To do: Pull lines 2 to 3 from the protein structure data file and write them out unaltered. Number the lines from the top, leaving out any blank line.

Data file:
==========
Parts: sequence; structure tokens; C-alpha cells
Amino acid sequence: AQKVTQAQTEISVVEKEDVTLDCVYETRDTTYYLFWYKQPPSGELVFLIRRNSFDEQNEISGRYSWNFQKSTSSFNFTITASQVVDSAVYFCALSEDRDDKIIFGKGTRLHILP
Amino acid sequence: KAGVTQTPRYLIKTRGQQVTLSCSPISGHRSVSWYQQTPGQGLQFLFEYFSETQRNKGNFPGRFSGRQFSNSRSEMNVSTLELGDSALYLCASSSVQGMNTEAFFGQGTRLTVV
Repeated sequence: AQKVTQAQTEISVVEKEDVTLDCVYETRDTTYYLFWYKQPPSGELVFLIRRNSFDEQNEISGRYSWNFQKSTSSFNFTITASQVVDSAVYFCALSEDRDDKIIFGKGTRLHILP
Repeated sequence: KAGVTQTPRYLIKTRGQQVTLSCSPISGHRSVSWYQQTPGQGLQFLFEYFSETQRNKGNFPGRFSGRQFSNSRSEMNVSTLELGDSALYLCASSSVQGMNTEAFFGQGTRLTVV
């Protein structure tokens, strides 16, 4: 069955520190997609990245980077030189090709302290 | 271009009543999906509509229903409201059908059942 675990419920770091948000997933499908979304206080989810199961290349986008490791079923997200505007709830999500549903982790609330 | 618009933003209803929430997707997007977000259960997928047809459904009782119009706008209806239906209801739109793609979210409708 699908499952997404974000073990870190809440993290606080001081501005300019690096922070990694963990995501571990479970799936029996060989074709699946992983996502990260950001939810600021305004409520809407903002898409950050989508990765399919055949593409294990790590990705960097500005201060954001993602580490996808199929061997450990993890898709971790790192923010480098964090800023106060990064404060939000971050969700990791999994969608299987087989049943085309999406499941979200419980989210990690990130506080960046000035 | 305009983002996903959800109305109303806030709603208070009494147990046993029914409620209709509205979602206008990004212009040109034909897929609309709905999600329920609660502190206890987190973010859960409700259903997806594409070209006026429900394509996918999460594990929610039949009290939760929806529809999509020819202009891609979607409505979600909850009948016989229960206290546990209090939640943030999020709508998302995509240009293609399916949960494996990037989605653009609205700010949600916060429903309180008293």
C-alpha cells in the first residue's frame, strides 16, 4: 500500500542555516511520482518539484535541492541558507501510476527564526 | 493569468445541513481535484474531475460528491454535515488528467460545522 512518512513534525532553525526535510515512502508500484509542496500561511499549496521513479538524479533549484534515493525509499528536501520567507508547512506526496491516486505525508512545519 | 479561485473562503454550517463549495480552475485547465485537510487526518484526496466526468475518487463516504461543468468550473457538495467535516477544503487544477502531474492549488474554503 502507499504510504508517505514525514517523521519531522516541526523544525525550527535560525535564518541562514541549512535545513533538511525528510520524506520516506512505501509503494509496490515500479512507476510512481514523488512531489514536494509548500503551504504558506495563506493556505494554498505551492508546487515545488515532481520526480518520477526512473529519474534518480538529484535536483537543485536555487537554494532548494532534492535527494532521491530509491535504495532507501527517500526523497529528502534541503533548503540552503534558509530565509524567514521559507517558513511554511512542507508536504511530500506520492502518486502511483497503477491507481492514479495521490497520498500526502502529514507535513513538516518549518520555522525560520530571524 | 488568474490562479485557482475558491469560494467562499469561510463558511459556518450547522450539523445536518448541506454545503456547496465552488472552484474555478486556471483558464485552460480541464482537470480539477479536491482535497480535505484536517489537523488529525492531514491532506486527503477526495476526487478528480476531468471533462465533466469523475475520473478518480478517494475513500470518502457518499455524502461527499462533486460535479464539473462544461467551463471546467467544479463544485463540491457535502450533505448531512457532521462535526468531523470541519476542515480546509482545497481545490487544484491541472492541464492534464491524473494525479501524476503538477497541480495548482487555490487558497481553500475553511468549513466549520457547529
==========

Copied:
Amino acid sequence: AQKVTQAQTEISVVEKEDVTLDCVYETRDTTYYLFWYKQPPSGELVFLIRRNSFDEQNEISGRYSWNFQKSTSSFNFTITASQVVDSAVYFCALSEDRDDKIIFGKGTRLHILP
Amino acid sequence: KAGVTQTPRYLIKTRGQQVTLSCSPISGHRSVSWYQQTPGQGLQFLFEYFSETQRNKGNFPGRFSGRQFSNSRSEMNVSTLELGDSALYLCASSSVQGMNTEAFFGQGTRLTVV